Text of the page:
In 1942, Seaman John Cullen was assigned to duty as a “sand-pounder,” one of the less glamorous jobs the United States Coast Guard offered. His job was to patrol beaches looking for signs of lurking German submarines or anything else suspicious along the shore. Stationed at the Coast Guard station at Amagansett, Long Island, the young seaman walked the shore three hours a day or night armed with only a flashlight and a flare gun.
|Amagansett Coast Guard Station, Long Island, NY, 1939|
|Seaman John Cullen|
At first his superiors didn’t believe him, but when they saw the money, they grabbed their weapons and hurried back to the beach. By then the men had disappeared, but through the fog, the Coast Guardsmen spotted a departing submarine. When they searched the beach, they found freshly dug holes in the sand that hid four wooden crates filled with explosives, as well as a duffel bag filled with German uniforms.
What Seaman Cullen had come across was one part of a two-prong mission called “Operation Pastorius,” a German spy invasion intended to create havoc in the United States by blowing up railroad stations and war-industry plants. The spies might have gotten away with their plans if two of them hadn’t decided to defect to the US and betray their colleagues by turning themselves in to the FBI. Within a month, all the spies were arrested and the details of the mission were revealed.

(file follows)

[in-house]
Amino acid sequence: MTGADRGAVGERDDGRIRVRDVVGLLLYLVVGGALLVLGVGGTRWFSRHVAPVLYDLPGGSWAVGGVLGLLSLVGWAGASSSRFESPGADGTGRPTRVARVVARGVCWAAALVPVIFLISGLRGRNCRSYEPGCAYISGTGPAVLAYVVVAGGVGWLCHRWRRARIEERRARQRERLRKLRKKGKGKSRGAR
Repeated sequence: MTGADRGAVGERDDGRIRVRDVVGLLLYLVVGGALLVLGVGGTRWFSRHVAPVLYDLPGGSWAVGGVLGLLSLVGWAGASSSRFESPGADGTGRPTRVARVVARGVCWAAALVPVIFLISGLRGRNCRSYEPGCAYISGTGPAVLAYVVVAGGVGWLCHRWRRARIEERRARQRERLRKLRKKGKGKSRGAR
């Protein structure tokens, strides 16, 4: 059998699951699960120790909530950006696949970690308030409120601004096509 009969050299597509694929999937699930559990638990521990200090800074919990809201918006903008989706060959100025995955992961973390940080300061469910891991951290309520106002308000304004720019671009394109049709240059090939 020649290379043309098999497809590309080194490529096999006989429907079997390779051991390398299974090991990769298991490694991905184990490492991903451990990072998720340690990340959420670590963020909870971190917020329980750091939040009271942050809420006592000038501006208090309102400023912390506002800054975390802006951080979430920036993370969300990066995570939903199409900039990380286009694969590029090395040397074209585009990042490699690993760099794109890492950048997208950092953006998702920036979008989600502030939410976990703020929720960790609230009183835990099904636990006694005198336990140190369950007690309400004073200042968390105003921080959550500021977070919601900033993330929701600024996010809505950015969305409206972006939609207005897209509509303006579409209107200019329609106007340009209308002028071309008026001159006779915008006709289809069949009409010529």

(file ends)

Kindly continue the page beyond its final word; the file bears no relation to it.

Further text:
There were two teams of four men that were brought to the country on submarines, then off-loaded on rafts before landing on US soil – one at Long Island and one at Ponte Vedra Beach, Florida ,near Jacksonville. Both groups carried $50,000 for living expenses, travel, supplies–and bribes, and each man carried $450 cash in genuine U.S. bills, as well as fake IDs. Both team leaders were also given a handkerchief that carried the names and addresses of mail drops and contacts in America, written in invisible ink.
Finally, each team was supplied with four waterproof wooden crates, each about twice the size of a shoebox. Three were filled with dynamite, some pieces disguised as lumps of coal. The fourth box carried fuses, timing devices, wire, incendiary pen and pencil sets and sulfuric acid.
These were only the first of many sabotage teams that would be slipped into America at the rate of one or two every six weeks. Once the network was fully operational, the leader of the plan was to join his men in America and direct their activities. All of the men were German residents who had lived in the United States. When the war started, they returned to Germany where they were recruited by the Abwehr military intelligence organization and given intensive sabotage training, instructed in the manufacture and use of explosives, incendiaries, primers, and various forms of mechanical, chemical, and electrical delayed timing devices. Considerable time was spent developing complete background "histories" they were to use in the United States, as well as learning to converse in English.
Most Americans at the time weren't aware of how close the country was to being invaded by our enemy, as the FBI and the president kept the information quiet, other than announcing their feat of capturing the spies. But if a lone Coastie hadn't seen them and two spies hadn't defected, what would have happened?
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|Marilyn Turk, www.pathwayheart.com.|